Aye-aye’s highly specialized finger isn’t just for finding larvae

The aye-aye is a species of strepsirrhine primate closely related to lemurs and the largest nocturnal primate in the world. In folklore, they received an ugly and undeserved reputation as harbingers of death, and as such were often killed on sight in some countries. The myth comes in part from their highly specialized and elongated finger, which legend says they use to point at those marked for death.

In truth, the third and fourth fingers (middle and ring fingers) of the aye-aye are elongated and skinny and are highly specialized to help them feed. Surprisingly, the fingers make up about 65% of the length of the hand, with the hand itself making up over 40% of the total forelimb length. Aye-ayes use these adaptations to find food by tapping on wood, generating acoustic reverberations, which allow them to locate larvae inside which they can then extract with the specialized fingers.

Lead author Anne-Claire Fabre is curator of mammals at the Naturhistorisches Museum der Burgergemeinde Bern and associate professor at the University of Bern, as well as scientific associate at the Natural History Museum. She noticed the newer use of the aye-aye long middle finger while filming their behavior at the Duke Lemur Center, a research foundation in North Carolina.

Anne-Claire, says: “It was impossible not to notice this aye-aye who was picking his nose. It wasn’t just a one-off behavior, but something he was fully engaged in, inserting his extremely long finger a surprisingly long distance into his nose, then sampling everything he dug up by licking his clean finger!

“There is very little evidence as to why we, and other animals, choose noses. Almost every article you can find was written as a joke. Among serious studies there are some in the field of psychology, but for biology there is almost nothing. A study shows that picking your nose can spread bacteria such as Staphylococcuswhile another shows that people who eat their own snot have less tooth decay.

Previous studies on the subject have suggested that ingesting nasal mucus may play an important role in the immune system and may also prevent bacteria from sticking to tooth surfaces, thereby improving oral health.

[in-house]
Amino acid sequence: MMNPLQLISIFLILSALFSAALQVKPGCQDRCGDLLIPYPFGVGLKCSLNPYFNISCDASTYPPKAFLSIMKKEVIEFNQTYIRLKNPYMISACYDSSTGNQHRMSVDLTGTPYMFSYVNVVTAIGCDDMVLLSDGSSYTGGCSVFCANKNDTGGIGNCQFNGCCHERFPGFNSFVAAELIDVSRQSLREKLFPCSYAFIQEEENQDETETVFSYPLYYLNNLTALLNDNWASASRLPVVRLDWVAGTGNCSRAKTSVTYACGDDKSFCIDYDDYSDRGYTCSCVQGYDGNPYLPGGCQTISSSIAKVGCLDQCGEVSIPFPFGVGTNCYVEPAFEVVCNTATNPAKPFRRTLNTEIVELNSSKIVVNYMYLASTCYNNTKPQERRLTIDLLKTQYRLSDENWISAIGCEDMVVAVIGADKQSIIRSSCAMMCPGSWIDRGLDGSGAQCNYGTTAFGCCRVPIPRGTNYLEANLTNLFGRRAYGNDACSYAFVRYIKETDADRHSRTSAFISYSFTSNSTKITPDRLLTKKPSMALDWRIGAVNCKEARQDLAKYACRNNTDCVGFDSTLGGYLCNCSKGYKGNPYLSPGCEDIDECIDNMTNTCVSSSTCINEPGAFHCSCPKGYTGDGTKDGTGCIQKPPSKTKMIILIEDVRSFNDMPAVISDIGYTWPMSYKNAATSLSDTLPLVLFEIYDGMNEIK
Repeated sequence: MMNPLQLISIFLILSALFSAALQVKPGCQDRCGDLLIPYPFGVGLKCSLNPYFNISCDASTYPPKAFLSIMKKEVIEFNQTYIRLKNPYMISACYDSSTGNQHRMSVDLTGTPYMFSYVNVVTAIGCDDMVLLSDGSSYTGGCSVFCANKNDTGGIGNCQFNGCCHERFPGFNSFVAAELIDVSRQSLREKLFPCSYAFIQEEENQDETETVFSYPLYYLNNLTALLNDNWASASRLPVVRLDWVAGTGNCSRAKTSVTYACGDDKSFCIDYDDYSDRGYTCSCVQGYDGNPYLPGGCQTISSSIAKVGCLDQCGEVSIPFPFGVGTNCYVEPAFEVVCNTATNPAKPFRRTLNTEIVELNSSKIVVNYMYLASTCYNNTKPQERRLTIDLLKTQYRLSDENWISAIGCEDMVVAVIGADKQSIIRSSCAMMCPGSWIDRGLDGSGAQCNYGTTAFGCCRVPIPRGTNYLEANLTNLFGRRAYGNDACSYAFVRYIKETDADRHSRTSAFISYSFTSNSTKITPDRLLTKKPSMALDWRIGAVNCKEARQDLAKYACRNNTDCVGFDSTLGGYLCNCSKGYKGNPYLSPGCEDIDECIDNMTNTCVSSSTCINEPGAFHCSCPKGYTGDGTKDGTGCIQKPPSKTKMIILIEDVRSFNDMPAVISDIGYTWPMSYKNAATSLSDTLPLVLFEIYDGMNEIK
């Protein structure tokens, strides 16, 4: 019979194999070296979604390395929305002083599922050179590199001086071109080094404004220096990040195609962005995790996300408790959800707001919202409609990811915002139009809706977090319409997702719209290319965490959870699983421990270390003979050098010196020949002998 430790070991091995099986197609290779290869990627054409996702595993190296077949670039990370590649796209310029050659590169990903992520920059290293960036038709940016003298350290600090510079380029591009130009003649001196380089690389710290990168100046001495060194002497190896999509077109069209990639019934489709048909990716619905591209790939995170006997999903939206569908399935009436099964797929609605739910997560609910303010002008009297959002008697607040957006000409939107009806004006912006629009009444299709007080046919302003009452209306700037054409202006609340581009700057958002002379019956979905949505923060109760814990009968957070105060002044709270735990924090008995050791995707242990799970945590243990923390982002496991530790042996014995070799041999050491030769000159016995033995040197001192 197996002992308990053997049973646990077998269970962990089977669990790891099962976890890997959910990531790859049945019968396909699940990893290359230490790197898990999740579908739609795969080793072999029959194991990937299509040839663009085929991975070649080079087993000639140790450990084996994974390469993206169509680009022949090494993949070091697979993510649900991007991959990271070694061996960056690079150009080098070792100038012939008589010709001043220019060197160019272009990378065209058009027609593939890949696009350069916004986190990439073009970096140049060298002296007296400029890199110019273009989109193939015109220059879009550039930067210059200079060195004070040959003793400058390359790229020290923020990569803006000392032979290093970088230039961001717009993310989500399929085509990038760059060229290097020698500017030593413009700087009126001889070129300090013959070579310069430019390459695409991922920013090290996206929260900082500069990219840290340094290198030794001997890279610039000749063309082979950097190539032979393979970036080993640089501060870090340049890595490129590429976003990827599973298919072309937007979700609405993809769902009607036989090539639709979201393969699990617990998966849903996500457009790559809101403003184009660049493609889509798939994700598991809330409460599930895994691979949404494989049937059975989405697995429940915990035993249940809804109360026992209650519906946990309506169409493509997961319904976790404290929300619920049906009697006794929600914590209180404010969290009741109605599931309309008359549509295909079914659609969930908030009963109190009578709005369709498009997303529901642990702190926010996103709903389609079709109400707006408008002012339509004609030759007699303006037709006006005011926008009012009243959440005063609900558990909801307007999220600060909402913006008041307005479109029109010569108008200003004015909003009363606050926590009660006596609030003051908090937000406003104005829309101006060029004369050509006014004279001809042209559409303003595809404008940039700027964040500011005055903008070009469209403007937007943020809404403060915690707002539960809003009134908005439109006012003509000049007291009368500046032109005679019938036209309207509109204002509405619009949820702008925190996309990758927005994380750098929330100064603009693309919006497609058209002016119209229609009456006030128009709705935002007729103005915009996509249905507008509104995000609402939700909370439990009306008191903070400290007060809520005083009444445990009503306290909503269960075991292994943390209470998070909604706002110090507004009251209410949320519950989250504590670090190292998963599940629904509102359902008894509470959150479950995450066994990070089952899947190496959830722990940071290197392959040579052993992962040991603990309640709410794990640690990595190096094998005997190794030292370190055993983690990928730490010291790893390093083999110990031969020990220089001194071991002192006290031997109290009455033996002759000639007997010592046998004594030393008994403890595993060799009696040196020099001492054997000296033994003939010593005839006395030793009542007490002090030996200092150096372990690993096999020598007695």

This new paper aims to bring together the few research papers that cover nose picking in primates in one place, as well as provide photographic and video evidence of aye-aye behavior for the first time. In doing so, the team found that nose picking has been documented in at least 12 primate species, including humans, chimpanzees and orangutans.

To better understand this behavior, the research team also scanned the skull and hand of an aye-aye specimen to reconstruct the position of the middle finger inside the nasal cavity. These reconstructions suggest that the finger is likely to descend into the throat.

Roberto Portela Miguez, Senior Curator in Charge, Mammals, at the Museum and co-author of the new paper, says: “It’s great to see how museum specimens and numerical methods can help us elucidate behaviors that are usually quite difficult to observe in their natural habitat. We hope that future studies will build on this work and help us understand why we and our closest relatives insist on picking our noses!

‘Aye-ayes are in great danger and really need our help. Articles like this can hopefully help bring attention to species, highlight how little we know about them, and get more people to support their conservation.

A final observation cited by the team is that primates love to ingest their own mucus may simply be due to its texture, crunchiness and saltiness, meaning this nifty trick may reward them with a treat!

The study A review of nose picking in primates with new evidence for

its presence in Daubentonia madagascariensis is published in the zoology journal.

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